Norms

Nicole Curato, Marit Hammond, John B. Min

Research output: A Conference proceeding or a Chapter in BookChapter

Abstract

This chapter retraces the place of power in the normative theory of deliberative democracy. It describes deliberative democracy’s ambivalent relationship with power—it promises to humble coercive forms of power, yet it produces its own, productive form of power for this, which does not always come without problems. The chapter thus explores the nuances of both coercive and productive forms of power, responds to critiques of deliberative theory as either powerless or too powerful, and introduces a typology of deliberative democracy’s relationship with four different types of power, to culminate in a theory of deliberative power that centres on the power of justification to curb and legitimate uses of power in an inevitably imperfect world.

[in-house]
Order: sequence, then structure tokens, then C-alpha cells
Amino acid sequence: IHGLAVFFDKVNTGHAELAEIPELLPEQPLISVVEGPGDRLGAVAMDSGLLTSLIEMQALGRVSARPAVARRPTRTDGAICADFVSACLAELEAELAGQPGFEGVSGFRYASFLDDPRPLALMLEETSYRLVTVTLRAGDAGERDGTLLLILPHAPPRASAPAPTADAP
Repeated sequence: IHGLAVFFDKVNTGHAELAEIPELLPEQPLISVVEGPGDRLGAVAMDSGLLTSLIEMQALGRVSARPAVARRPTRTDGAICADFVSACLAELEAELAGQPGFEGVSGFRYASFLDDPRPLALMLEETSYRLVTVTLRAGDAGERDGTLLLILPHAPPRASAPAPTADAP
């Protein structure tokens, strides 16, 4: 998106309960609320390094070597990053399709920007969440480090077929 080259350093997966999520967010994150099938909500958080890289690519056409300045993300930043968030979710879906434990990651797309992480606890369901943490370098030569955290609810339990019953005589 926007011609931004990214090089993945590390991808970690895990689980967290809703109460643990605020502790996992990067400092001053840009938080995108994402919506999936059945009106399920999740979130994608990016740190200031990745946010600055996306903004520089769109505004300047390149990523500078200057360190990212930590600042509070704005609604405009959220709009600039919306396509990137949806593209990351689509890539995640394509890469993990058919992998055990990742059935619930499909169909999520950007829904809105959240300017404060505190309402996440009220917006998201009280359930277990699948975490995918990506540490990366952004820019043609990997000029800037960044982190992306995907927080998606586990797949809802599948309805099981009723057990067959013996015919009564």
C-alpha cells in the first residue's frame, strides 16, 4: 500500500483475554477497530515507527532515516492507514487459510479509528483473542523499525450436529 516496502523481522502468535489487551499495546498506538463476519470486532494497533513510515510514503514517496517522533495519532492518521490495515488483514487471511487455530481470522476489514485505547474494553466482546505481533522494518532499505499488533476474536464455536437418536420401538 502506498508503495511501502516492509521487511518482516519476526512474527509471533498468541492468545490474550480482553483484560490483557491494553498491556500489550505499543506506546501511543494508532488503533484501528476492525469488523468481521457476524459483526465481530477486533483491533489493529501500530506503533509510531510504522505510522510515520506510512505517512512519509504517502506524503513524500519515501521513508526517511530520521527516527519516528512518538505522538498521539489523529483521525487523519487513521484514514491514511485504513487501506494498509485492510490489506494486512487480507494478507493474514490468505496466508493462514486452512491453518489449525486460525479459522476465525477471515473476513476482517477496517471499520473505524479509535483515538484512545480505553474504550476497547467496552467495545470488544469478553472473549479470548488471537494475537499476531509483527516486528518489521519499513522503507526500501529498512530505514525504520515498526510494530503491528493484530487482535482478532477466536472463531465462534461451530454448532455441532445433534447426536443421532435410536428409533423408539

Original languageEnglish
Title of host publicationPower in Deliberative Democracy Norms, Forums, Systems
EditorsNicole Curato, Marit Hammond, John B. Min
Place of PublicationSwitzerland
PublisherPalgrave Macmillan
Chapter2
Pages25-59
Number of pages35
ISBN (Electronic)9783319955346
ISBN (Print)9783319955339
DOIs
Publication statusPublished - 2019

Publication series

NamePolitical Philosophy and Public Purpose
ISSN (Print)2524-714X
ISSN (Electronic)2524-7158

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  • Cite this

    Curato, N., Hammond, M., & Min, J. B. (2019). Norms. In N. Curato, M. Hammond, & J. B. Min (Eds.), Power in Deliberative Democracy Norms, Forums, Systems (pp. 25-59). (Political Philosophy and Public Purpose). Palgrave Macmillan. https://doi.org/10.1007/978-3-319-95534-6_2